Jacobs Enters Last Month Of 33-Year Run With Town

OCEAN CITY — City Clerk Carol Jacobs may not have necessarily written all the rules in Ocean City, but she most certainly has been writing them down for the better part of three decades.

As one of the most recognizable faces at City Hall announced her retirement in recent weeks, some of the town’s top officials are admittedly sad to see her go and are taking turns singing her praises for her 33 years of service in Ocean City.

It is clear and evident that Jacobs, who recently announced that she will be taking the town’s retirement incentive plan and is set to retire from the post she’s held since 1987 on March 31, has made a significant mark on the town of Ocean City. According to some at City Hall, there may be no better person to chronicle Ocean City’s growth and progress over the last three decades than Jacobs.

“Carol is someone that you could always turn to at City Hall, and her vast knowledge of history and her professionalism is going to be severely missed,” said Mayor Rick Meehan. “She’s been a part of pretty much everything that has happened in this town for longer than I’ve been here, so I think it’s safe to say that City Hall is going to be a very different place without her there.”

Jacobs, a Worcester County native, started working as a secretary in the Engineering Department in Ocean City in 1976 before being appointed to the city clerk position in 1987. She has served alongside five different mayors and dozens of council members over the years and has been on the front lines as Ocean City has grown from what was once considered a small fishing village to now the second largest city in Maryland during the summer months.

Although Jacobs says she is looking forward to retirement, she says the reality of her recent decision is just starting to sting a bit.

“I think it’s finally setting in, but I still have a little ways to go before the end is here,” said Jacobs. “I think as it gets closer, I’ll have a little more apprehension, but I’m trying to realize that there are going to be advantages to being retired.”

Daily duties for Jacobs range all over the proverbial governmental map as she says many of the tasks that don’t necessarily meet a criteria end up in her office. She has handled the council’s meeting minutes, administered countless permits to everything from construction jobs to street performers who busk on the Boardwalk. In addition, Jacobs often left her business suit and the fast paced corporate environment at City Hall to handle the inspection of the beach stand franchises a few times a summer.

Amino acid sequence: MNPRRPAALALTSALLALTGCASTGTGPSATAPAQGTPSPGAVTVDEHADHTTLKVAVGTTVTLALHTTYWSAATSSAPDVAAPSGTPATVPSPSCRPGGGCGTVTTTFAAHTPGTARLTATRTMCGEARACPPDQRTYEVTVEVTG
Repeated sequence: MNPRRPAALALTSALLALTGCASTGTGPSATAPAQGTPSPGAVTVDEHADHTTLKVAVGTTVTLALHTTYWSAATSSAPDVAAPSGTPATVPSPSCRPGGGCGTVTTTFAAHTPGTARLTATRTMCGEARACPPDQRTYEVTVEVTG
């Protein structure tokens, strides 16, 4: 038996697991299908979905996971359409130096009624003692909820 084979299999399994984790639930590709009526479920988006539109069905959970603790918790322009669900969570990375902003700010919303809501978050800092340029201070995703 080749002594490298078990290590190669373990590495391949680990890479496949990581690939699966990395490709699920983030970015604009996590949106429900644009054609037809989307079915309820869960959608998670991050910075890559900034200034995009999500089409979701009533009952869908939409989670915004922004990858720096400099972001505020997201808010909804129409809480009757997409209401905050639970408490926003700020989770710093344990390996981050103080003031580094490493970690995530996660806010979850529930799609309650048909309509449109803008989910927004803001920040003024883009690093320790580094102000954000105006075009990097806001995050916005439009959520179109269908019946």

“If I got it down two or three times a summer, I was pretty happy,” said Jacobs, “but yes, I would put on my shorts and sneakers and the beach patrol would lend me a four wheeler, and I would drive up and down the beach and make sure that all the beach franchises were in compliance with the code. Admittedly, I’m not much of a beach person, but it made for some interesting moments over the years.”

City Manager Dennis Dare said that Jacobs was one of the first people he met when he started at City Hall 27 years ago and said that he’s never seen her have a bad day.

“Carol is the epitome of what every public servant should be,” said Dare. “She interacts with the public many times each day and is patient, understanding and pleasant with each and every citizen, visitor and boardwalk performer. Her dedication and pleasant smile will be dearly missed.”

One of the biggest projects that Jacobs handled in her career was the republication of the town’s City Code in the early 90’s, which goes back to the analogy that Jacobs may not have written the rules, but she played a big part in writing the rulebook.

“I don’t think anyone realized how long that was going to take and how involved it what going to be,” said Jacobs. “All in all it took us four years. Down the line, someone else is going to have to do that job again, and I don’t envy them a bit.”

Jacobs is admittedly a bit reluctant to leave her post during the most trying economic times that she’s ever witnessed in Ocean City, but she is assured by the town’s proactive strategy in addressing the so-called economic crisis.

“I was here in the 80’s when we had the last recession, and I think Dennis [Dare] has done such a great job as our city manager in keeping things headed in the right direction by knowing what was coming and making the changes to prepare for that,” said Jacobs. “The citizens are still getting the same level of service, and the cuts that have been made are to try to ensure that the same level of service is met.”

Ironically, as Jacobs now looks back in hindsight in the final months of her tenure, she notes that perhaps the biggest issue that the town dealt with when she started, is still a main issue.

“Harry Kelley was the mayor when I first started and beach replenishment was being touted as the big issue for the town, and if you look at it, protecting the beach and the property owners still is one of the most important things,” said Jacobs. “If you look at the town’s growth over the years, each mayor and council has had the best interests for the town while being very aware with the issues that come with development. All in all, I think if you compare Ocean City’s growth with other areas, the town and the past councils have done a very good job.”

For someone that has made a living swimming in the sea of politics and local government for more than 30 years, which oftentimes gets rough and occasionally nasty, Jacobs will leave City Hall next month with accolades about her calm demeanor and tremendous professionalism, and a list of contributions to the town of Ocean City that could fill a good portion of the very City Code book she helped write.

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